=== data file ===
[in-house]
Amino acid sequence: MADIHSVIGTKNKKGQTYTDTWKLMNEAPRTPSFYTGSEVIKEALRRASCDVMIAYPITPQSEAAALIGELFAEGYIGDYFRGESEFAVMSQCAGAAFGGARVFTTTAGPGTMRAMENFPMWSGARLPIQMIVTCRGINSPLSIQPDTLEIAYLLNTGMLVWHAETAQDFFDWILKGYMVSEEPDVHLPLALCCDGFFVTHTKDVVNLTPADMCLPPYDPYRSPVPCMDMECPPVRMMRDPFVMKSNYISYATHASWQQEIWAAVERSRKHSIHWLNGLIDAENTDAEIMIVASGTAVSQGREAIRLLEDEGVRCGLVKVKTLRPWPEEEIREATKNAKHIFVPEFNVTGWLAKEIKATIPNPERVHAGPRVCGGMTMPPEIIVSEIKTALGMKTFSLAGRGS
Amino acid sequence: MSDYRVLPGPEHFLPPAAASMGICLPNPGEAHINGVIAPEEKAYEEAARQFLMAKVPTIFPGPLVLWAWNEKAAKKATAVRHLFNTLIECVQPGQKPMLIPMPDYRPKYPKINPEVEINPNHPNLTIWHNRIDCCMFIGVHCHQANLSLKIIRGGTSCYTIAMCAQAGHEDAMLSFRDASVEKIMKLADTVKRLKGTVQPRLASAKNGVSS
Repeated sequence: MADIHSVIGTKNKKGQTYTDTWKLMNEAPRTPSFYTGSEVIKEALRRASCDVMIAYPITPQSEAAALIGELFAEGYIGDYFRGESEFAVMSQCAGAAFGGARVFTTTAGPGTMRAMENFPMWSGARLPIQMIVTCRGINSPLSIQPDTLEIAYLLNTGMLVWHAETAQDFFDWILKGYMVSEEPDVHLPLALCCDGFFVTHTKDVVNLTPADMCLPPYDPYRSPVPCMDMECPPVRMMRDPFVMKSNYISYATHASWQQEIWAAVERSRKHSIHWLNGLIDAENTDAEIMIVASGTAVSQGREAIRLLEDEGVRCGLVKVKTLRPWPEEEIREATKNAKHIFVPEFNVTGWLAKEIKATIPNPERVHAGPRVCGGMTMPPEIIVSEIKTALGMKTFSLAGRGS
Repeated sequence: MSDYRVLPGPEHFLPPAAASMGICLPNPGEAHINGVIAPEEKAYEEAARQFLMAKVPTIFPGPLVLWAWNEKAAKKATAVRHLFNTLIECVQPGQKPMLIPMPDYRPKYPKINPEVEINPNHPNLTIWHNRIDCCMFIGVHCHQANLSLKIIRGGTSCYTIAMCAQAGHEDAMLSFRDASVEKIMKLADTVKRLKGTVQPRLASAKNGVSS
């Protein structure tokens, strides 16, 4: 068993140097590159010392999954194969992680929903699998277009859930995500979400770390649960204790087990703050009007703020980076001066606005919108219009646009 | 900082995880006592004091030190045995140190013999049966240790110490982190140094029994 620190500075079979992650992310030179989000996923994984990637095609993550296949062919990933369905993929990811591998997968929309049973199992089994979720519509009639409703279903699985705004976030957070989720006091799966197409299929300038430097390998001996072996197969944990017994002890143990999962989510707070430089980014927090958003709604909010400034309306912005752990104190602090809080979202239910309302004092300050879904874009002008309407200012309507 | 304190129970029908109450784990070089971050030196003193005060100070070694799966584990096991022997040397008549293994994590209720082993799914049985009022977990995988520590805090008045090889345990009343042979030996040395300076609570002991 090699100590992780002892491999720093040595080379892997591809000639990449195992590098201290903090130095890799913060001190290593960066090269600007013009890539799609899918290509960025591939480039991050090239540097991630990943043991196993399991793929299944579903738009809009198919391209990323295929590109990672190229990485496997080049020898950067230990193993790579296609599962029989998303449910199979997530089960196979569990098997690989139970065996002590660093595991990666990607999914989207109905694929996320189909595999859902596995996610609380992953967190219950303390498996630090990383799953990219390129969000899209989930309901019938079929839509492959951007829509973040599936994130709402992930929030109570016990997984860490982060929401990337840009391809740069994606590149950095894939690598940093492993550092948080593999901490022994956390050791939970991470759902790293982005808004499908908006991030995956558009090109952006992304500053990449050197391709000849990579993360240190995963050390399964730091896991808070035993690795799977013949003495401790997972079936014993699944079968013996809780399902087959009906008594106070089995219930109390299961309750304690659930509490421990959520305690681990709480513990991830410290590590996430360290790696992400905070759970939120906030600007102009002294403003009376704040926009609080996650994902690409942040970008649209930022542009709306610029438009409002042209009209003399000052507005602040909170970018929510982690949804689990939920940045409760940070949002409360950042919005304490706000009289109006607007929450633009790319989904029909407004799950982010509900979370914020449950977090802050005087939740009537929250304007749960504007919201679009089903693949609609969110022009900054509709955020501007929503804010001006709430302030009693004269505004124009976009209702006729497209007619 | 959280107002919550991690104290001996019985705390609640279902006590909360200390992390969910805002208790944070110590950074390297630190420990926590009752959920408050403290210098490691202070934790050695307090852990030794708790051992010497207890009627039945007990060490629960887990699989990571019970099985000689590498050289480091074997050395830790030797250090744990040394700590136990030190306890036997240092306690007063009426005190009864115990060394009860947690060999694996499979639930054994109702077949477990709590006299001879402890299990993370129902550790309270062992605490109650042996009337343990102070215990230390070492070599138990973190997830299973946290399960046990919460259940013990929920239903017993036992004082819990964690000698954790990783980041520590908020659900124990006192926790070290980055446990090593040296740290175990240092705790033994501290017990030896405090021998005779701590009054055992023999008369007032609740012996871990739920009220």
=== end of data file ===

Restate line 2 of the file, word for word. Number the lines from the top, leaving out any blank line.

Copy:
Amino acid sequence: MADIHSVIGTKNKKGQTYTDTWKLMNEAPRTPSFYTGSEVIKEALRRASCDVMIAYPITPQSEAAALIGELFAEGYIGDYFRGESEFAVMSQCAGAAFGGARVFTTTAGPGTMRAMENFPMWSGARLPIQMIVTCRGINSPLSIQPDTLEIAYLLNTGMLVWHAETAQDFFDWILKGYMVSEEPDVHLPLALCCDGFFVTHTKDVVNLTPADMCLPPYDPYRSPVPCMDMECPPVRMMRDPFVMKSNYISYATHASWQQEIWAAVERSRKHSIHWLNGLIDAENTDAEIMIVASGTAVSQGREAIRLLEDEGVRCGLVKVKTLRPWPEEEIREATKNAKHIFVPEFNVTGWLAKEIKATIPNPERVHAGPRVCGGMTMPPEIIVSEIKTALGMKTFSLAGRGS